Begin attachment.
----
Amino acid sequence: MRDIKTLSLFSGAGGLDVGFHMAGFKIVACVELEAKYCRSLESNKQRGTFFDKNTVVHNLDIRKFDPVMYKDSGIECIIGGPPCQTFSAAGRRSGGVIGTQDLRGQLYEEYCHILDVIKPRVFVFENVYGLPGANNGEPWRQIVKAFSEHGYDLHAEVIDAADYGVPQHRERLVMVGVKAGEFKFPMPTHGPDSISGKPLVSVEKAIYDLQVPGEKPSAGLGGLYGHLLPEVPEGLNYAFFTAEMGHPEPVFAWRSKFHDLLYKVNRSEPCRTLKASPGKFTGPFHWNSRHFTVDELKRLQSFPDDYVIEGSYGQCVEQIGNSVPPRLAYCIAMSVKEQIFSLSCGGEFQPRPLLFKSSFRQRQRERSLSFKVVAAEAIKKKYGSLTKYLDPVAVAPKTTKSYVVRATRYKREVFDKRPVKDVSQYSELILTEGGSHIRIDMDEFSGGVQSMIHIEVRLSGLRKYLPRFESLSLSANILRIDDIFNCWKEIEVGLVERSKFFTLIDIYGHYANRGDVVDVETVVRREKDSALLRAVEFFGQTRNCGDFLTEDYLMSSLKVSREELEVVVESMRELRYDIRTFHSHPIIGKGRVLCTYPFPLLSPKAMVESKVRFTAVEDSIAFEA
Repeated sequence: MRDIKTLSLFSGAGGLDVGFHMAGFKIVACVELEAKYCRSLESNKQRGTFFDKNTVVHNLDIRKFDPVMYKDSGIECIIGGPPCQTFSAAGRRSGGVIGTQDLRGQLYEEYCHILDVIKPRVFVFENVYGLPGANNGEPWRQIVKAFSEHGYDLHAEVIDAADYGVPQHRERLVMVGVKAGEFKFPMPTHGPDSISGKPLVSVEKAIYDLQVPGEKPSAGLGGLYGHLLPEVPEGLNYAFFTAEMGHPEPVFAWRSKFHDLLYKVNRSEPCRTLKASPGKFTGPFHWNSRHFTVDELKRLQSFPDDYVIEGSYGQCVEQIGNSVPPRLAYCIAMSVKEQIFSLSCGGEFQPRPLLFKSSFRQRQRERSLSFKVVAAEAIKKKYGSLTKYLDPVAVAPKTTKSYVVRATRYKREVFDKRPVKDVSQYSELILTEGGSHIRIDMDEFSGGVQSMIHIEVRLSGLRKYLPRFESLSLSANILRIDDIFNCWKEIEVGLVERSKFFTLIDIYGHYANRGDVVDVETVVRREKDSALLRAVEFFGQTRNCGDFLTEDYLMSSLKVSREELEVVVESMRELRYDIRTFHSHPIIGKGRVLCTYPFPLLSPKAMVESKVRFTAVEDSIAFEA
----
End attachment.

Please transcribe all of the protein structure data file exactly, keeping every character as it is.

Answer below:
Amino acid sequence: MRDIKTLSLFSGAGGLDVGFHMAGFKIVACVELEAKYCRSLESNKQRGTFFDKNTVVHNLDIRKFDPVMYKDSGIECIIGGPPCQTFSAAGRRSGGVIGTQDLRGQLYEEYCHILDVIKPRVFVFENVYGLPGANNGEPWRQIVKAFSEHGYDLHAEVIDAADYGVPQHRERLVMVGVKAGEFKFPMPTHGPDSISGKPLVSVEKAIYDLQVPGEKPSAGLGGLYGHLLPEVPEGLNYAFFTAEMGHPEPVFAWRSKFHDLLYKVNRSEPCRTLKASPGKFTGPFHWNSRHFTVDELKRLQSFPDDYVIEGSYGQCVEQIGNSVPPRLAYCIAMSVKEQIFSLSCGGEFQPRPLLFKSSFRQRQRERSLSFKVVAAEAIKKKYGSLTKYLDPVAVAPKTTKSYVVRATRYKREVFDKRPVKDVSQYSELILTEGGSHIRIDMDEFSGGVQSMIHIEVRLSGLRKYLPRFESLSLSANILRIDDIFNCWKEIEVGLVERSKFFTLIDIYGHYANRGDVVDVETVVRREKDSALLRAVEFFGQTRNCGDFLTEDYLMSSLKVSREELEVVVESMRELRYDIRTFHSHPIIGKGRVLCTYPFPLLSPKAMVESKVRFTAVEDSIAFEA
Repeated sequence: MRDIKTLSLFSGAGGLDVGFHMAGFKIVACVELEAKYCRSLESNKQRGTFFDKNTVVHNLDIRKFDPVMYKDSGIECIIGGPPCQTFSAAGRRSGGVIGTQDLRGQLYEEYCHILDVIKPRVFVFENVYGLPGANNGEPWRQIVKAFSEHGYDLHAEVIDAADYGVPQHRERLVMVGVKAGEFKFPMPTHGPDSISGKPLVSVEKAIYDLQVPGEKPSAGLGGLYGHLLPEVPEGLNYAFFTAEMGHPEPVFAWRSKFHDLLYKVNRSEPCRTLKASPGKFTGPFHWNSRHFTVDELKRLQSFPDDYVIEGSYGQCVEQIGNSVPPRLAYCIAMSVKEQIFSLSCGGEFQPRPLLFKSSFRQRQRERSLSFKVVAAEAIKKKYGSLTKYLDPVAVAPKTTKSYVVRATRYKREVFDKRPVKDVSQYSELILTEGGSHIRIDMDEFSGGVQSMIHIEVRLSGLRKYLPRFESLSLSANILRIDDIFNCWKEIEVGLVERSKFFTLIDIYGHYANRGDVVDVETVVRREKDSALLRAVEFFGQTRNCGDFLTEDYLMSSLKVSREELEVVVESMRELRYDIRTFHSHPIIGKGRVLCTYPFPLLSPKAMVESKVRFTAVEDSIAFEA